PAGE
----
As nice as it is to have every convenience at your fingertips when you live in the center of the country’s capital, sometimes you just need to get out. If you’re in Lima, one of the best and subsequently most popular getaways is Paracas, an area teeming with natural and wildlife resources just 3 hours south of the metropolis. My friends and I only spent 1 day in Paracas as part of a greater weekend in the region, but it was definitely one to remember.
One of the main attractions that draws visitors to the quaint shoreside village is the Islas Ballestas that lie off its coast. This cluster of smaller islands is known to be one of the most dynamic and diverse homes for wildlife in the world, rivaling places such as the infamous Galapagos. Like many others, our plan was to take one of the dozens of morning boating excursions to get up close and personal with the Ballestas. However, our expectations fell apart because as it turned out, the sea had been uncharacteristically violent in recent days and it was not safe to venture out of the port for our Ballestas Islands tour. Instead, we took advantage of our time to visit another nearby attraction: the Paracas National Reserve.
The national reserve could not have been more different from the oceanic Peru tour we had expected to embark on when we first arrived in Paracas. Rather, this protected park dives deep into Peru’s dry and sparse pampas desert and offers brilliantly soft golden, rocky expanses that particularly radiate in beauty when contrasted with the Pacific’s deep blue below its cliffs. This parched landscape was once the ocean floor, we were taught, and many prehistoric fossils have been unearthed in modern-day excavations. Our guide also carefully explained the names and significance of various species of exotic birds that flew around us throughout the day, and took us to see sights such as Playa Rojo (Red Beach) liked for its maroon-colored sands and the highlight of La Catedral, a large arched rock formation off the coast but now unfortunately stands destroyed by the deadly earthquake that shook Paracas in 2007. And of course, we visited the reserve’s stunning vista point where we saw dozens upon dozens of sea lions and penguins mingling amongst each other. Yes, this not-so-southern region of Peru is home to large colonies of Humboldt Penguins!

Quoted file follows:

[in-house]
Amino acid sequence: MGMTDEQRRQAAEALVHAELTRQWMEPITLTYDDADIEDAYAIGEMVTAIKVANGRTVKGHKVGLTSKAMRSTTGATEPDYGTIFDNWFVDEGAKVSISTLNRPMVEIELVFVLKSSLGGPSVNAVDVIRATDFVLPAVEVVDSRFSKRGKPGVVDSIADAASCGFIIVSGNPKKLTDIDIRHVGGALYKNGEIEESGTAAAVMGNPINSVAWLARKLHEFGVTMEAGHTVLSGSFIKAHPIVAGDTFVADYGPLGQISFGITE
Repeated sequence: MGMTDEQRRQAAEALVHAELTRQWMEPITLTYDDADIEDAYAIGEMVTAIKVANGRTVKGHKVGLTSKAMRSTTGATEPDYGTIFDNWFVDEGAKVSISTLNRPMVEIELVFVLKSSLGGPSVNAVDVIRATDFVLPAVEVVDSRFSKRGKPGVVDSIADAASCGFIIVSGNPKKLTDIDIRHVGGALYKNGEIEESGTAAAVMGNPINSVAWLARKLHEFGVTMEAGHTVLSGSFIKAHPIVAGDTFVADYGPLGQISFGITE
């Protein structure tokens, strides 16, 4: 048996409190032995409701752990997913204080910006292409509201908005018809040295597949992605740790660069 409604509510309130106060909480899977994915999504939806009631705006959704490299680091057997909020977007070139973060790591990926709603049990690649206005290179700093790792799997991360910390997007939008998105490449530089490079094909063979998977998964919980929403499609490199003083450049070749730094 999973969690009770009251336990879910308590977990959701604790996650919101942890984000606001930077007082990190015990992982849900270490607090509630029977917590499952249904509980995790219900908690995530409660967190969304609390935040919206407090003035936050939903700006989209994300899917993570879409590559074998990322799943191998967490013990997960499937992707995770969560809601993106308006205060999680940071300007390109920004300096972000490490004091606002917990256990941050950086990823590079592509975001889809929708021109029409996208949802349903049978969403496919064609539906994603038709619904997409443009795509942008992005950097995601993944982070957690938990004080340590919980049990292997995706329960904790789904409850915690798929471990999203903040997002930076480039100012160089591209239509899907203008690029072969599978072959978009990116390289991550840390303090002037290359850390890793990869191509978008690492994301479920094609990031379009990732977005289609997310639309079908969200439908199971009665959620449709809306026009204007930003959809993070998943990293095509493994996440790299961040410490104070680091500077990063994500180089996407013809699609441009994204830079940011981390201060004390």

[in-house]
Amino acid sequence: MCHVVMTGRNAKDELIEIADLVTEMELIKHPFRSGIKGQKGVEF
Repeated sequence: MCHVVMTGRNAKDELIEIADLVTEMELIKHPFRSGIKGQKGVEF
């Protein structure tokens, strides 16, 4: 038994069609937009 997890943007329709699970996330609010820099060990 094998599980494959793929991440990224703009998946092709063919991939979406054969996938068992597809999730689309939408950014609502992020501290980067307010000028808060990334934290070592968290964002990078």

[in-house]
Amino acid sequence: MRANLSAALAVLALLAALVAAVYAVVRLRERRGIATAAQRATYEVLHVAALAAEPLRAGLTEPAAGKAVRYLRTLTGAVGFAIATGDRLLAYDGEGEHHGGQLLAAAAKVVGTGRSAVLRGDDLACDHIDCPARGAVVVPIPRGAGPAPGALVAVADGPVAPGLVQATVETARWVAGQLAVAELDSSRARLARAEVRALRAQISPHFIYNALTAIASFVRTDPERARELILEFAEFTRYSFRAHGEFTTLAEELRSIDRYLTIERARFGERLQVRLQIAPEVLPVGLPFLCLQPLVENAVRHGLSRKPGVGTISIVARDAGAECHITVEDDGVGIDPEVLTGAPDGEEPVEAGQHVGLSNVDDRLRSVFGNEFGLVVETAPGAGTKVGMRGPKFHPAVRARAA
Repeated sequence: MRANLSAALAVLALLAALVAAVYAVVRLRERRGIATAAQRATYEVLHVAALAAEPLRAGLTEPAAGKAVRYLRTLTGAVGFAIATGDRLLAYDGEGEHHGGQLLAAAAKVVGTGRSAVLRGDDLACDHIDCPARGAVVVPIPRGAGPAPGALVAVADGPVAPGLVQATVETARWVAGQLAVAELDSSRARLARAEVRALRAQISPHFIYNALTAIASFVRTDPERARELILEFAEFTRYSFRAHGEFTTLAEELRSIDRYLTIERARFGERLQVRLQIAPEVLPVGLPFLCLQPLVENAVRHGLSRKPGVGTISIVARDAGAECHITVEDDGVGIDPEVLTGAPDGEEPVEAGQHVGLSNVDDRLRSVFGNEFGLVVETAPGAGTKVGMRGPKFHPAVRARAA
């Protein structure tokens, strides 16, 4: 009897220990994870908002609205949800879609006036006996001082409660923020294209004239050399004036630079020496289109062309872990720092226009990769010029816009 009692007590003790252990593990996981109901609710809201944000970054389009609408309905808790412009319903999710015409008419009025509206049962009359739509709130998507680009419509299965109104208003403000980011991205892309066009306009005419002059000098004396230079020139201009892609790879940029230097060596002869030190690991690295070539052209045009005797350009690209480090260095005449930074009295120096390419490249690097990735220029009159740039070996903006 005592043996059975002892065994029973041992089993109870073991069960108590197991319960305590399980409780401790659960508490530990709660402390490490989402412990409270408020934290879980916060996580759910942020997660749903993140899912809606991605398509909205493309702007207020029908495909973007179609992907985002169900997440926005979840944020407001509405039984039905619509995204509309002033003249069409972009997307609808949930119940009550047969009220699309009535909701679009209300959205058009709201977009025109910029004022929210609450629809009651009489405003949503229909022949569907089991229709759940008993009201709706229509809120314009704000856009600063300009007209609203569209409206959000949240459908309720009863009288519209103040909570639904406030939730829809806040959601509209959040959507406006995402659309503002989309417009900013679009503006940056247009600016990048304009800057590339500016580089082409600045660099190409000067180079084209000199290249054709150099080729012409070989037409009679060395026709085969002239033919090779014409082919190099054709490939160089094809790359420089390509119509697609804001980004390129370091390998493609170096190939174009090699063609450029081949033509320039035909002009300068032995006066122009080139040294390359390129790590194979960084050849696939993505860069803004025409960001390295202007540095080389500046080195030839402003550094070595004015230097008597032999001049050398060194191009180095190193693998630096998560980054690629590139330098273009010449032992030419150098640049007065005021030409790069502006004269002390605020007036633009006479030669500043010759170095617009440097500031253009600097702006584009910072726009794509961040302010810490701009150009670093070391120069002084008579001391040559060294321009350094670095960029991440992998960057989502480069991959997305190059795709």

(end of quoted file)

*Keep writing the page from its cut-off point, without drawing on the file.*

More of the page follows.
Overall, the Paracas National Reserve and its fascinating views of land, sea, and wildlife was an absolutely delightful break from the sounds and crowds of Lima, and well worth at least a day of your time on your Peru travel packages whether you want to relax or explore.
Peru for Less is a group of travel experts who live, work, eat, and breathe all things South America. Their inspiration stems from a deep appreciation for the beauty and diversity that make this continent so special.